Rape Culture in Fraternities

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Rape Culture

Rape culture is a term used to describe a society that encourages male sexual aggression and supports violence against women [1]. The term was created to help demonstrate the multiple ways in which society blames sexual assault victims and treats sexual violence as normal [1]. In an environment that practices the beliefs and values consistent of rape culture, not only is rape prevalent, it is oftentimes excused. Rape culture is seen not only through physical acts of sexual assault but also the use of “misogynistic language” and the “objectification of women’s bodies” which act as endorsement for the disregard of women’s rights and safety[2].

While not every woman is a victim of rape, rape culture affects every woman. Sexual violence towards one woman serves to instill terror and indignity in other women around her. With even one instance of rape in a community, countless women will change and limit their behaviour out of fear, creating a hierarchy where men stand above women, even if they are not perpetrators of sexual violence.

Rape Culture among Greek Life

Picture of fraternity houses on a strip commonly known as "Fraternity Row"

While rape culture can be seen anywhere, at universities, it is especially prevalenti in fraternity and environments. A number of studies have found that fraternity men are three times more likely than non-fraternity men to rape[3] [4]. Likewise, the National Institute of Justice found that 10% of campus sexual assaults occur in fraternity houses[5]. Findings suggest that 1 in 5 women are sexually assaulted during their four years at university[6]. However, more concerning may be the reality that the true number of sexual assaults is unknown due to the many incidents that go unreported[6].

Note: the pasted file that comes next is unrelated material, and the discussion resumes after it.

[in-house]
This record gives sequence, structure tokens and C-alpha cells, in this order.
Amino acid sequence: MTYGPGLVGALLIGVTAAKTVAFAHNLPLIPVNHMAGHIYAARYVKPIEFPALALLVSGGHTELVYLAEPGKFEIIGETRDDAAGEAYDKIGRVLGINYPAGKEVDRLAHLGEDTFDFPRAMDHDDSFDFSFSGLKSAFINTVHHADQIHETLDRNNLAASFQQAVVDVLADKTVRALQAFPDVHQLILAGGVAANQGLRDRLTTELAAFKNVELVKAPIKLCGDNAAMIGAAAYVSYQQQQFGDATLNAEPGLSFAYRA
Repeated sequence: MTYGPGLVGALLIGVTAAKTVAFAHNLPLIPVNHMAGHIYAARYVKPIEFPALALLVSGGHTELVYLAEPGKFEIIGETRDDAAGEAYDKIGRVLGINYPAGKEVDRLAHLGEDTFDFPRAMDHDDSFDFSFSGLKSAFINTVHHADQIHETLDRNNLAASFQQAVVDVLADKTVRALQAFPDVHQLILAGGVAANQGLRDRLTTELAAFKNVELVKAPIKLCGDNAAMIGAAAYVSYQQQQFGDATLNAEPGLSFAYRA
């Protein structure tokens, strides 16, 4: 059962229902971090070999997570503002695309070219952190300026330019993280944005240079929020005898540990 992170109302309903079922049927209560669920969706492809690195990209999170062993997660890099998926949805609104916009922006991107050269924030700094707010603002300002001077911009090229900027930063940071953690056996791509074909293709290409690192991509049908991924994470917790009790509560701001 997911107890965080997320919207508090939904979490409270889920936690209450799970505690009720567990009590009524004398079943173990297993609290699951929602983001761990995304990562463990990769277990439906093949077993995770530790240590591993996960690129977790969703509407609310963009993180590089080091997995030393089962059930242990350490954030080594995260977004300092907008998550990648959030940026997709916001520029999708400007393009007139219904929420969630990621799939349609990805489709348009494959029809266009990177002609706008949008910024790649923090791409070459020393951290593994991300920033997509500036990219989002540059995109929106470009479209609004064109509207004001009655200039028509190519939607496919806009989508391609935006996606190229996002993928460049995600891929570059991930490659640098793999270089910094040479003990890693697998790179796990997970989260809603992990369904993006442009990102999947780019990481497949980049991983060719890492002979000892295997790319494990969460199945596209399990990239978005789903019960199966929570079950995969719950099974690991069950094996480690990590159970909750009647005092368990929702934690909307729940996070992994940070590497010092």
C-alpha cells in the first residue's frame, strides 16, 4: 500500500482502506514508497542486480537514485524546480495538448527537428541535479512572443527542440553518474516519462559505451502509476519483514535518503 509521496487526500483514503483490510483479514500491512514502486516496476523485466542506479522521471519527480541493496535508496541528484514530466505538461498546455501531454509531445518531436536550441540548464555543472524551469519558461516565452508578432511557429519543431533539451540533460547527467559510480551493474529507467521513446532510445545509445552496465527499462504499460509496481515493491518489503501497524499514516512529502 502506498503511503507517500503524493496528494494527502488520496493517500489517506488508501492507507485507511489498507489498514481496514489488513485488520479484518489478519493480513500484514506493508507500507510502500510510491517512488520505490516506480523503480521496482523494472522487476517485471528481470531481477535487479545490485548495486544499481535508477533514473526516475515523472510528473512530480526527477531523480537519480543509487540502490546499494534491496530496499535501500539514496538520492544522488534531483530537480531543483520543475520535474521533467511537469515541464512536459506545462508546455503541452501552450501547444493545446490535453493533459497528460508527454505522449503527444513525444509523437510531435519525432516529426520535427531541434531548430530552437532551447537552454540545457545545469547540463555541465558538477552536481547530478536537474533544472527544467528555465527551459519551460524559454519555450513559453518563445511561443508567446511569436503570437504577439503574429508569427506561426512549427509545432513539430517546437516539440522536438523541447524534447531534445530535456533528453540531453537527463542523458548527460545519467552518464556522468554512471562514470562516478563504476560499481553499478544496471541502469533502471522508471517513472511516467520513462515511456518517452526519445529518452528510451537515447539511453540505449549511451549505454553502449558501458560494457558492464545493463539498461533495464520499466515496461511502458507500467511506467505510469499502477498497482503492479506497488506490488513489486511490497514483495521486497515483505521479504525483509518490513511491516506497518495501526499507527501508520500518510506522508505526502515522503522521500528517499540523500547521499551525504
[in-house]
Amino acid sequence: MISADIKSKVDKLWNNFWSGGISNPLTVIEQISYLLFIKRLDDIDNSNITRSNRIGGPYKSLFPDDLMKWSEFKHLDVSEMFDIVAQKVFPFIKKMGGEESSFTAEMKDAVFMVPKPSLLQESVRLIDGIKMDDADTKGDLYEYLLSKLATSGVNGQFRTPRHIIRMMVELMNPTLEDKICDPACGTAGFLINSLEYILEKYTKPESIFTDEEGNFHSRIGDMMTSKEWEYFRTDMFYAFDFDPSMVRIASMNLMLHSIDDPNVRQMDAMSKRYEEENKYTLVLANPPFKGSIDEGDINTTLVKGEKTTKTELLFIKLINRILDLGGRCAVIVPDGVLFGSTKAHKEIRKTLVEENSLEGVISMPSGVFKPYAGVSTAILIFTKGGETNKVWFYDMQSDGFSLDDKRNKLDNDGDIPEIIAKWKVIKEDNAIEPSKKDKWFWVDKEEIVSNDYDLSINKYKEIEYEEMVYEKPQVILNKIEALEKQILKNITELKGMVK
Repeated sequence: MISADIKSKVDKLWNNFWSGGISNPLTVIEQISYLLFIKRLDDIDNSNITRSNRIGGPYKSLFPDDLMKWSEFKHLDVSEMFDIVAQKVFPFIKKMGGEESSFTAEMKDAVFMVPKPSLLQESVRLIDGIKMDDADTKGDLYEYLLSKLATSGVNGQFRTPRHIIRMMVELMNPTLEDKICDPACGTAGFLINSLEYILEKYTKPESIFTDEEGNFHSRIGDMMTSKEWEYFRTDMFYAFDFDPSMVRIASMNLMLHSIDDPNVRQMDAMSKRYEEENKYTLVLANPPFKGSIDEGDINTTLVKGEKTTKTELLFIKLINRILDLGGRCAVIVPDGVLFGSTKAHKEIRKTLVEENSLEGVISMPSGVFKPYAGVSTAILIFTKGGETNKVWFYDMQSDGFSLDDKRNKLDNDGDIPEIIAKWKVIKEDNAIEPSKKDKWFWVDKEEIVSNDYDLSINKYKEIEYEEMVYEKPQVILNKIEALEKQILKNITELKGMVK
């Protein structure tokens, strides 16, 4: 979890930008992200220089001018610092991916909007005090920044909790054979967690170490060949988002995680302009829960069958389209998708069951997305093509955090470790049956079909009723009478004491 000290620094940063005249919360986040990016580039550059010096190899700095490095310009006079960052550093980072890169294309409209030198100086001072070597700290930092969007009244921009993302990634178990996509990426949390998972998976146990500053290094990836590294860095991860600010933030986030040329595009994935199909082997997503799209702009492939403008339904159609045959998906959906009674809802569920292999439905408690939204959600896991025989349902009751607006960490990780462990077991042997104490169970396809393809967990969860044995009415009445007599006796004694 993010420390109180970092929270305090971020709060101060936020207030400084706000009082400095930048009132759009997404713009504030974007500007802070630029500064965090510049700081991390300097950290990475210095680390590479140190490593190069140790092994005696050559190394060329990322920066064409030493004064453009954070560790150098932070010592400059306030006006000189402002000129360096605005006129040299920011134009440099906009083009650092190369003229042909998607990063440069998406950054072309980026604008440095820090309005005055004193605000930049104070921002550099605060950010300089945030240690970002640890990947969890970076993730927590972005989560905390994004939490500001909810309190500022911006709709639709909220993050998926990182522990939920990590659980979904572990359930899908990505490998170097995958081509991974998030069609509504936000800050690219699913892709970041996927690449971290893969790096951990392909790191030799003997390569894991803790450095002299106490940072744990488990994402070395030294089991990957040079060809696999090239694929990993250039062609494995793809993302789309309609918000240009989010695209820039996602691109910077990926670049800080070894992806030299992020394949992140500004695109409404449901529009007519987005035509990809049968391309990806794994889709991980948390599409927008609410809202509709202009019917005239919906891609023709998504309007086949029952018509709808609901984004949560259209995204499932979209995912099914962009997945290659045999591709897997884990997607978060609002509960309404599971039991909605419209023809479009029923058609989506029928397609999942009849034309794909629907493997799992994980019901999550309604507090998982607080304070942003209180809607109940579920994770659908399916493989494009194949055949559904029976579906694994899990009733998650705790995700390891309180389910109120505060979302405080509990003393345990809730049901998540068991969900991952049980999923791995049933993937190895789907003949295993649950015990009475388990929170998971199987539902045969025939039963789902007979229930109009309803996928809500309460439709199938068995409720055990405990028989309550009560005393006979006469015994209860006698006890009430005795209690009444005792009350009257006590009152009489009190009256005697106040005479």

To help gain an understanding of the pervasive nature of sexual assault perpetrated by fraternity members, qualitative studies have taken place. Findings from such studies conclude that fraternity members have “more traditional attitudes towards women, a more sexually permissive peer group, strong beliefs in male dominance and a greater belief in rape myths” when compared to non-fraternity members[4]. In one study, Sanday (1990) found that group rape and the use of women for sexual games are part of longstanding rituals that work to prove the heterosexuality of the “brothers” while, however, simultaneously reinforcing the sexual dominance of men over women[7]. All this considered, it is regrettably all too common for university students to talk about rape as if it is an inevitable part of being in the “greek system”[3].

What Type of Men Join Fraternities?

Fraternity members are all male, typically range in age from 18-23 [8]. They can come from different race-ethnicities such as black and Jewish, but are more typically white.[8] The attraction of fraternity membership by privileged students is discussed in research conducted by Armstrong and Hamilton who advise these students feel they can "party their way through school" with little concern for their future due to financial support and job opportunities provided by their parents and friends[9]. This is an issue as it segregates “affluent, white, socially-oriented students” from their “less privileged peers”[9]. All of these, gender, age, race/ethnicity, and social status, contribute to rape-proneness[8]. This is best explained by the term “homogeneity”. When a tight-group of individuals all come from similar backgrounds, those who are different become targets for victimization. Therefore, when it comes to fraternity men, women, homosexuals, and people from other racial-ethnic backgrounds stand as possible targets[8]. It has been found that in those fraternities that promote heterogeneity such as “African American frats, gender-inclusive frats, and multicultural frats”, sexual aggression and violence are far less common than what is found in “mostly-white, economically-entitled” fraternities [3].

How Fraternity Men Enforce/Endorse Rape Culture

Fraternity Rituals